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      • Alex Reedin May 3, 2016 at 8:15 am

        That’s true… they have us where they want us, fighting over scraps. How do we gain enough political power to disrupt the road-widening/industrial complex?

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        • paikiala May 3, 2016 at 10:05 am

          What do you think about sharrows at the start of every block, in every lane, downtown, including the streets with bike lanes already?

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          • Alex Reedin May 3, 2016 at 11:13 am

            I don’t hate that idea, but implementing some protected bike lanes in the already-funded downtown bike infrastructure project seems like a more 8-80 solution.

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            • paikiala May 3, 2016 at 12:27 pm

              Another nuance recently brought up at a design seminar is that protected bikeways in CBD’s need to be 8 feet wide so that through riders can go around local visitors. Cycle tracks in busy commercial locations may not be the best place for through cyclist to ride (Hawthorne, Belmont, Lloyd, Fremont), and the parallel greenways may be the better option for the non-local trips.

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    • Adam H.
      Adam H. May 2, 2016 at 9:42 pm

      Downtown is not just for tourists. People who live throughout the metro region go downtown too. For recreation, shopping, work, etc. I work downtown, as do many others. I used to live right next to downtown too and would frequently walk there. The city actually wants to build good bike infra in a heavily-bike-trafficked area; we should not be opposing this because of an outdated notion that “downtown is for tourists”.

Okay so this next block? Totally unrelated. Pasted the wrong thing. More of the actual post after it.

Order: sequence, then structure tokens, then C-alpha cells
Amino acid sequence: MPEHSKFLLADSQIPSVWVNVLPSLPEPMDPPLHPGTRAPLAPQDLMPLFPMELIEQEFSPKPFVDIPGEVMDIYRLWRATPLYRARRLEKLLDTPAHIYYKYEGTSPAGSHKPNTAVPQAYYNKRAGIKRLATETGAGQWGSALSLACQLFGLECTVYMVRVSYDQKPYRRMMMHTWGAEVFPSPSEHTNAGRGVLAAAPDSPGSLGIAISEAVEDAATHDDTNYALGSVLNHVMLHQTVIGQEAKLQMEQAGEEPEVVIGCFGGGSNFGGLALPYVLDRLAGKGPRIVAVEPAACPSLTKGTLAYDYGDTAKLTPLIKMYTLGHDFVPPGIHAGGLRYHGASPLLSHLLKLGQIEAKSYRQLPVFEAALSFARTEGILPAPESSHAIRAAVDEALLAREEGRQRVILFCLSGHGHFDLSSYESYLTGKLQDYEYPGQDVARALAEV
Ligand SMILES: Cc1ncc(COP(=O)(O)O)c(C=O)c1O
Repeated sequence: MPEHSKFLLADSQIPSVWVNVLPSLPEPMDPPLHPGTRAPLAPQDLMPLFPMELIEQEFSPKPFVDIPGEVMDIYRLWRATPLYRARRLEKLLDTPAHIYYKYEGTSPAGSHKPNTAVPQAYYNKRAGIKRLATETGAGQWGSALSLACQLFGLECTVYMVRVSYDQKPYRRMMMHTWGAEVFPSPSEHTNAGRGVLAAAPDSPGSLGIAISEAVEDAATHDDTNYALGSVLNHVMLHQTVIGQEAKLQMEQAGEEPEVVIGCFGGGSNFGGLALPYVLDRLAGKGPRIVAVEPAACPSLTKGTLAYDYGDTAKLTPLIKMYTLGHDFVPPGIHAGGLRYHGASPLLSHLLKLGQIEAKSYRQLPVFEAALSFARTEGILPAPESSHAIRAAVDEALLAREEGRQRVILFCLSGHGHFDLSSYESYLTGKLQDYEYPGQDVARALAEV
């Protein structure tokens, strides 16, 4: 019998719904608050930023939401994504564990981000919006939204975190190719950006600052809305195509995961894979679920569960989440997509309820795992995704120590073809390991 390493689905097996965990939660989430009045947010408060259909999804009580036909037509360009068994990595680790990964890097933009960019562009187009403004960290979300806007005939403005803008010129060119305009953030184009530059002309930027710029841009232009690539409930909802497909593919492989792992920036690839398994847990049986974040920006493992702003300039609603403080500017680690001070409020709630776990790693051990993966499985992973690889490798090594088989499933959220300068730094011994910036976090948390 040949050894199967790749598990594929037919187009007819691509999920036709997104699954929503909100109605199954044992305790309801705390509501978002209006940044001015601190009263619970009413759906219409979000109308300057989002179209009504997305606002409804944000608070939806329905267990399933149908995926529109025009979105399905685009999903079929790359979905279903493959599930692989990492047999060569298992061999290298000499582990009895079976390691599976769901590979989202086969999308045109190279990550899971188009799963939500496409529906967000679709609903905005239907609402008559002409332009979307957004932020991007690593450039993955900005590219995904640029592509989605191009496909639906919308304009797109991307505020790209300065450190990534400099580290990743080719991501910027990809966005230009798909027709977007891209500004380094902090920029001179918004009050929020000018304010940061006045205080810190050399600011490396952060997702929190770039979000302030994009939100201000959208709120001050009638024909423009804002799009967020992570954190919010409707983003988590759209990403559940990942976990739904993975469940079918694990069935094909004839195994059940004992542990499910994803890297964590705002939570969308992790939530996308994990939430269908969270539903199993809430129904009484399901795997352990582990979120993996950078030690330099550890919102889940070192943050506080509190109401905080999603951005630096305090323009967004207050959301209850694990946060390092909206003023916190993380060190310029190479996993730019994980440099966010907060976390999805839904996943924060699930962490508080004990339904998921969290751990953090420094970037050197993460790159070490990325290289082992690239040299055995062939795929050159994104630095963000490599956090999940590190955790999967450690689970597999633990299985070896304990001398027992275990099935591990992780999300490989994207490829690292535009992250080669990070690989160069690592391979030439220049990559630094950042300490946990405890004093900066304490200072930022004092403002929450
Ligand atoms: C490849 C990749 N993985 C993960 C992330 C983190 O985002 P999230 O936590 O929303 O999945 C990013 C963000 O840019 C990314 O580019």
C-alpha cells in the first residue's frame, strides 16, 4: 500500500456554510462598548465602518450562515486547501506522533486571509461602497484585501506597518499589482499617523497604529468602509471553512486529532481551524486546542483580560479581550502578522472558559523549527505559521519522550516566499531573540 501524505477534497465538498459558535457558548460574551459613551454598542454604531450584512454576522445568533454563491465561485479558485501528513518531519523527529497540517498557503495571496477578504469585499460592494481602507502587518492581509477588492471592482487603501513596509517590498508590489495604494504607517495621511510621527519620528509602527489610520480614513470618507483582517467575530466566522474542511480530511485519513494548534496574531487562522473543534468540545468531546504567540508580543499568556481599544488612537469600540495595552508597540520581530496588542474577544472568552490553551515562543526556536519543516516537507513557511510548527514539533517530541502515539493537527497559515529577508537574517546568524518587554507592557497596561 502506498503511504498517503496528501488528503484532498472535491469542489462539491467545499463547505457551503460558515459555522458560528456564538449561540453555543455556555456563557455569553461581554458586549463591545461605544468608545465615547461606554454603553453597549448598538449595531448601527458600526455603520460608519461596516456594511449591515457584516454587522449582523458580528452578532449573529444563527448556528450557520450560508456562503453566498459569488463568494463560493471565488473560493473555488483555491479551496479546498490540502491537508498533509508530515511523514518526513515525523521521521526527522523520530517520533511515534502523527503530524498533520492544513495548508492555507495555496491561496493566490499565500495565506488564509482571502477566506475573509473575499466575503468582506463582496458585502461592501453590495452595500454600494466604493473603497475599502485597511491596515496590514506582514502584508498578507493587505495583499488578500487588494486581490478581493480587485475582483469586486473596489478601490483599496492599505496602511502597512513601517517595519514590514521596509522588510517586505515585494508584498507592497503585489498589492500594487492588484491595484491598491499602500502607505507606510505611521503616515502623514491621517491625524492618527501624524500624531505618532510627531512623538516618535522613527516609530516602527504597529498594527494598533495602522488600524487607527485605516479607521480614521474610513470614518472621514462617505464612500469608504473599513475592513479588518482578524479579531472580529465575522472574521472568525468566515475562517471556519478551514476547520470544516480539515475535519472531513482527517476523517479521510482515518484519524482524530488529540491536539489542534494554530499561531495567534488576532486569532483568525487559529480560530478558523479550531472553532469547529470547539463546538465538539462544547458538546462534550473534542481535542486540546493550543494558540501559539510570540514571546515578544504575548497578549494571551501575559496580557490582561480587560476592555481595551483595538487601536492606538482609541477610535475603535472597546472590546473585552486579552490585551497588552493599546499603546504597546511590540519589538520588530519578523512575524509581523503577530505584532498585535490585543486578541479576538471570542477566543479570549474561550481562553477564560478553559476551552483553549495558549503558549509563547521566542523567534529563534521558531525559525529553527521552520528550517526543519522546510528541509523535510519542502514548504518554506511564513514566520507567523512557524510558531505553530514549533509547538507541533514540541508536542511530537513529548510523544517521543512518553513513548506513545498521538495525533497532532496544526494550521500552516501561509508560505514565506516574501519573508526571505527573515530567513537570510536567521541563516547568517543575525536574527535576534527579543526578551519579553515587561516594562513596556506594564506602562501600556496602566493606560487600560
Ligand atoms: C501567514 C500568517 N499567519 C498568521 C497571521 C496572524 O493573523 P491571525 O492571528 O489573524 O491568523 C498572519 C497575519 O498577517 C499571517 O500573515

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      • Alex Reedin May 3, 2016 at 5:58 am

        I work downtown too. I know lots of people do. But, I really do think that tourism and the concentration of politicians and politically powerful, high-wage workers downtown leads to a greater share of the city’s investments going there than is morally right. If we had a higher overall transportation funding level and we’re working quickly to make everywhere else good, I’d say, heck yeah! Keep making downtown great! But we don’t. Not yet, at least (vote “yes” on the gas tax to get us 15% of the way there!)

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        • maccoinnich May 3, 2016 at 8:16 am

          “a greater share of the city’s investments going there than is morally right”

          What do you think the right share would be, from a moral perspective? Nothing? Here is a slide showing the City’s planned distribution of transportation investments for the next 20 years, compared to number of users:

          The Central City is one of the areas of the city where the share of investments proposed is lower than the share of users. (The Better Naito Walkway / Bikeway is one of the investments included in that planned spending.) If we’re going to meet our climate goals, bicycle mode split goals and vision zero goals then there does needs to spending on infrastructure in the Central City.